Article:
The Offshore Technology Conference (OTC) is on in full force right now and Belden’s booth (7236) has been busy. Liaising with our booth staff I have heard that safety and security are hot topics with attendees this year. Well here is a topic they should know about, that is, why offshore networks need SCADA security with Deep Packet Inspection (DPI).
Let me give you some context. The critical systems managing production and safety on offshore platforms are largely based on legacy SCADA and Industrial Control System (ICS) products and protocols. Many of these products are decades old and were never designed with security in mind. Yet nowadays they are connected to other systems using Ethernet and TCP/IP. That has been great for efficiency but it exposes mission critical production systems to malware. Read more
As regular readers of this blog know, after Stuxnet, security researchers and hackers on the prowl for new targets to exploit shifted their efforts to critical industrial infrastructure.
Unfortunately, the Supervisory Control and Data Acquisition (SCADA) and Industrial Control Systems (ICS) applications they are now focusing on are sitting ducks.
Up until recently SCADA and ICS systems have been designed with reliability and safety in mind; security has been a minor consideration. Products that have never faced security tests are now under attack from sophisticated vulnerability discovery tools, and major control system security flaws are being continuously exposed.
As a reader of this blog you likely don’t need to be convinced that SCADA and ICS Security need to be greatly improved. There are several ways to go about accomplishing that, and I am glad that there is a healthy dialogue underway on this topic within the industrial security community. This includes the back and forth between myself and Dale Peterson of Digital Bond, that continues with this article.
When I attended Digital Bond’s S4 Conference earlier this month I heard Dale talking about “SCADA apologists”; however, I didn’t think he was referring to me. Then, in a blog article posted yesterday, he says “I’m disappointed that Eric went the SCADA apologist route”.
I am writing today to restate my position on what I believe needs to happen to improve SCADA and ICS security. I will also clarify where our own Tofino Security products fit in. Read more
The SCADA Security Scientific Symposium (S4), put on by Digital Bond every year, is an event I look forward to. It brings together the leading researchers and thinkers on ICS security and is always exciting. As I noted after last year’s event, this is the one conference where I am sure to learn new ways of thinking about the future of PLC security. And the food is good too.
This year’s conference is particularly relevant to me because it includes a presentation on the testing of the Tofino Security Appliance by researcher Reid Wightman. Last year’s S4 premiered “Project Basecamp”, which reported on the vulnerabilities found in the SCADA and PLC equipment made by automation vendors. The goal of Dale Peterson, S4’s founder, in publically presenting vulnerabilities along with exploit code that takes advantage of them, is to incite vendors into improving the security of their products.
On the left Dale Peterson introduces the session advanced testing of the Tofino Security Appliance. On the right Eric Byres responds to questions at the end of the session. Read more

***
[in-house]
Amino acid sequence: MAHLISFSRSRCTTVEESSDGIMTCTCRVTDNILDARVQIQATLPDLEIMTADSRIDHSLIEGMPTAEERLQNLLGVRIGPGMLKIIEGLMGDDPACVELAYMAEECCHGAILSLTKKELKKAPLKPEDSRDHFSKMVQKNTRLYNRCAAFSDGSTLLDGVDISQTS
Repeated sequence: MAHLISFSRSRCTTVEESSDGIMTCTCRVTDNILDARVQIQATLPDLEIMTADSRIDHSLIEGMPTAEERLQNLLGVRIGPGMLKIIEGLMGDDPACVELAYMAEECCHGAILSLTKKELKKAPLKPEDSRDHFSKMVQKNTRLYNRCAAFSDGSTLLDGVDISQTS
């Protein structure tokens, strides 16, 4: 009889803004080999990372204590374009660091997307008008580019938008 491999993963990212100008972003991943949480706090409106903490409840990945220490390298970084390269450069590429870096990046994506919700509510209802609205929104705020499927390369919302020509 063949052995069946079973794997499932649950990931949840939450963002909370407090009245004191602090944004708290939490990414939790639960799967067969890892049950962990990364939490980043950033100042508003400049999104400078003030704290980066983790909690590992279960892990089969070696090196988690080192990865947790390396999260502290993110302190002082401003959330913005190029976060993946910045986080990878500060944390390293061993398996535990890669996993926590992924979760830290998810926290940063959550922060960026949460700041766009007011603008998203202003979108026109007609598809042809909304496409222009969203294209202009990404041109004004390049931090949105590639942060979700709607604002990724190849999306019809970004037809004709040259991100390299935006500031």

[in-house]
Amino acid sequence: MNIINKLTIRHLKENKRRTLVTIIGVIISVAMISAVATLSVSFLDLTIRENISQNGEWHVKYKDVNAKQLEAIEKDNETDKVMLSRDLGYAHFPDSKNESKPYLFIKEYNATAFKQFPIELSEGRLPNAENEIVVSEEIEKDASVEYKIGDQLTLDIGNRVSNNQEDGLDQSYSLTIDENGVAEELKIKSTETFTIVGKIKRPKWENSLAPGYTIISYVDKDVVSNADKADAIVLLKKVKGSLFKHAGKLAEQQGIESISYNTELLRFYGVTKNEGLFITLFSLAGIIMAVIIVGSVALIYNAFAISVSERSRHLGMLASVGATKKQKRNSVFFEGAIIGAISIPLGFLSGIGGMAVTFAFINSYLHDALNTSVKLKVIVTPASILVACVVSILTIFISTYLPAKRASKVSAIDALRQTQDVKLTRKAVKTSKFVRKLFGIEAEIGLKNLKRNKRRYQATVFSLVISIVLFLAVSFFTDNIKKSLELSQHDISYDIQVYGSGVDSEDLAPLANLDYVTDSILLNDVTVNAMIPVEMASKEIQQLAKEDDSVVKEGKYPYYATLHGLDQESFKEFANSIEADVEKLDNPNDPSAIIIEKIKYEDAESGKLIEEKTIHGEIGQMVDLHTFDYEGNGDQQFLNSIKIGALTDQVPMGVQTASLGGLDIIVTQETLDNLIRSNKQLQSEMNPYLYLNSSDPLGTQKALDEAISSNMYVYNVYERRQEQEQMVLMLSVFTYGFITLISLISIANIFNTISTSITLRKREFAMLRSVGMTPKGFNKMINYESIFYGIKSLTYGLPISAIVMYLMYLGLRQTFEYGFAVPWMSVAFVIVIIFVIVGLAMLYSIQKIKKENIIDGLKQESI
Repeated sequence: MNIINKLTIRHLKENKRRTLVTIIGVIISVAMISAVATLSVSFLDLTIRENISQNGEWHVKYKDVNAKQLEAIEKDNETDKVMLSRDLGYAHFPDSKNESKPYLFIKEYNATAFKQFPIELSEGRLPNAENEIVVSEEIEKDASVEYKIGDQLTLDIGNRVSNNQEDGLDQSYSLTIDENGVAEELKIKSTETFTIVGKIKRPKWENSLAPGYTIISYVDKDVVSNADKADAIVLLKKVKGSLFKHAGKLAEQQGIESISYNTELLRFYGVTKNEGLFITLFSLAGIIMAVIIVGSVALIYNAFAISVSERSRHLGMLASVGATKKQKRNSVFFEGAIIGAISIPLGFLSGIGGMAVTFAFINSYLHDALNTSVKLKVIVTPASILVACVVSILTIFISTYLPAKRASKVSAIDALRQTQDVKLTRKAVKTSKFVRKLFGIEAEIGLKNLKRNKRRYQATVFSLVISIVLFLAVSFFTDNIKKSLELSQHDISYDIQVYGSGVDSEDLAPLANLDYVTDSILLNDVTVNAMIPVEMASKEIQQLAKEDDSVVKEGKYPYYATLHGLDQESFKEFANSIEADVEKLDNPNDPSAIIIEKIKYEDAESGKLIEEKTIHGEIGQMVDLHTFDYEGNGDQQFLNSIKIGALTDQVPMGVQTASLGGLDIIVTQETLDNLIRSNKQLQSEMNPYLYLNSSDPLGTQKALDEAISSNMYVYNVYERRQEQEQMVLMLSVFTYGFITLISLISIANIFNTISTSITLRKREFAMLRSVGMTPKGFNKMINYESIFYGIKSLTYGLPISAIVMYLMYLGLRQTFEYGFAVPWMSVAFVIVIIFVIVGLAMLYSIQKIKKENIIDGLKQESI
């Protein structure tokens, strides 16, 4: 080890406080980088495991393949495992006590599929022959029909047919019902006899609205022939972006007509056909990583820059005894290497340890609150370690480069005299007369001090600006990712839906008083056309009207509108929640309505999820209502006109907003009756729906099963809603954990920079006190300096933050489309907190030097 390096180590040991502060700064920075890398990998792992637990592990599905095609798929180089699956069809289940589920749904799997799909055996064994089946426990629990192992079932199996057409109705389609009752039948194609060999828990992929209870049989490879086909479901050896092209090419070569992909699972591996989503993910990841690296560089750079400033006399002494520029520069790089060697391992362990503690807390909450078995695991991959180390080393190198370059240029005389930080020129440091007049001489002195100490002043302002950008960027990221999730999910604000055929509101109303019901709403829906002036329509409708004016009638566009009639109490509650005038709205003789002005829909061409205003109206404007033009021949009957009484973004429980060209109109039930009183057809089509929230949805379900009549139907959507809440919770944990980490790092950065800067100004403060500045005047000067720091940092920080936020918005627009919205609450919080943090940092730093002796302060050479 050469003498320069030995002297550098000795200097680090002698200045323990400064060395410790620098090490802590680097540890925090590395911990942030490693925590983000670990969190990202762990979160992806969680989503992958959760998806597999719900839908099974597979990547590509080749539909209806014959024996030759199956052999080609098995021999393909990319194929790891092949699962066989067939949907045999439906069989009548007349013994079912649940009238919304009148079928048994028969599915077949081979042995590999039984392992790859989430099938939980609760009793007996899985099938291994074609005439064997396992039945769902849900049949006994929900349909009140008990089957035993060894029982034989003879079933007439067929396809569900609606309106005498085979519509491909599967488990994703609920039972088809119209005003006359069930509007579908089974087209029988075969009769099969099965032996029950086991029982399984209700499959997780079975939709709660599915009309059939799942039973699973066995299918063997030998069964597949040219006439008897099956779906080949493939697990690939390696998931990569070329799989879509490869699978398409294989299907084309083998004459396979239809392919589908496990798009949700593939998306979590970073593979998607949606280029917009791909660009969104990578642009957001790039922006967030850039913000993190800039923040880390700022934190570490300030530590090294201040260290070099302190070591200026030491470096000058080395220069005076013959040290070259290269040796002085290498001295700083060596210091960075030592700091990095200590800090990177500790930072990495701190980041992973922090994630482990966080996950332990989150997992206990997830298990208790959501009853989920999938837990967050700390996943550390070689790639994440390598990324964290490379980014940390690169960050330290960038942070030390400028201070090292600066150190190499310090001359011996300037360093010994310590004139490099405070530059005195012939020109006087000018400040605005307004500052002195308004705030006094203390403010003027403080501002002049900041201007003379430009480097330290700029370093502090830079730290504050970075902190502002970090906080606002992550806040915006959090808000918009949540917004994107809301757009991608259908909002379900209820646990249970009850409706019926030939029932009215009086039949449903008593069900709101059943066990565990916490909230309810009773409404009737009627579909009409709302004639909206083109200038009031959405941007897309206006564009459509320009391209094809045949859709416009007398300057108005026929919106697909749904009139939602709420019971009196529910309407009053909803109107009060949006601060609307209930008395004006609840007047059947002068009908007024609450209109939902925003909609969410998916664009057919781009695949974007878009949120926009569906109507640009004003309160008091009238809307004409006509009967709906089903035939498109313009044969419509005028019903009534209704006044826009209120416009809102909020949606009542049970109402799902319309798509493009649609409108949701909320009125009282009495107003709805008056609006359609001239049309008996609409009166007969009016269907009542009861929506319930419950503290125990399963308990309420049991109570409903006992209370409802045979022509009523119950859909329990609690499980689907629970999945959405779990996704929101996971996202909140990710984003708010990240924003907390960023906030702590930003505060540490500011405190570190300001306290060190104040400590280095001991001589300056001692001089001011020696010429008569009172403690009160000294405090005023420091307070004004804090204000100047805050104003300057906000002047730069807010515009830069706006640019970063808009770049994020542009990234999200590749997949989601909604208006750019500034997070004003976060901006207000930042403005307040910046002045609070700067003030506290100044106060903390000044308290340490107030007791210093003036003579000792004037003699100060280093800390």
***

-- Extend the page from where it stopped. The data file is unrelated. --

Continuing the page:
Yesterday afternoon I received a note from another security expert that has left me a bit stunned. Like most of you, I assumed that if you are patching your Windows computers on your SCADA or ICS system (using some variation of Microsoft Windows Update), then any vulnerable services that can be patched will be patched. Well guess again – you may still have a number of open vulnerabilities that are happily being missed by the Windows update service. And scariest of all, you can’t do much about it. Read more
This is an excerpt from the Think Forward blog by Ernie Hayden at verizonbusiness.com.
In a move that may be helpful for critical infrastructure asset owners, on July 23 the Industrial Control Systems Joint Working Group (ICSJWG) published a new document on a framework for disclosing Industrial Control System (ICS) vulnerabilities.
Common Industrial Control System Vulnerability Framework
Industrial Control Systems Joint Working Group (ICSJWG), which was established by the U.S. Department of Homeland Security Control Systems Security Program, published the document – Common Industrial Control System Vulnerability Framework. The document was developed with the intention of providing consensus-based guidance to vendors and system integrators in helping them create ICS vulnerability disclosure policies. Read more
This is an excerpt from the Practical SCADA Security blog at Tofino Security.
Last week I discussed how security experts and ICS / SCADA vendors are giving up on the dream of the air gap as a viable security solution for the modern control system. Unfortunately, it is still all too easy to believe your control system is isolated.
Recently I had a very enlightening conversation with a control engineer who thought his system was air gapped. Read more
Last week I updated my air gap blog from 2011. I noted some companies (like Siemens) no longer mention air gaps. Then to keep things balanced, I added new examples of consultants that support the air gap theory. In particular, I selected this quote from Paul Ferguson at Trend Micro:
“I’ve written about SCADA issues in the past, but one issue that I’ve consistently tried to emphasize is that critical control systems should never, ever interact nor interconnect with Internet systems in any way, shape, or form. There’s a good reason for this, and it’s always been referred to as the “Air Gap” Principle.” Read more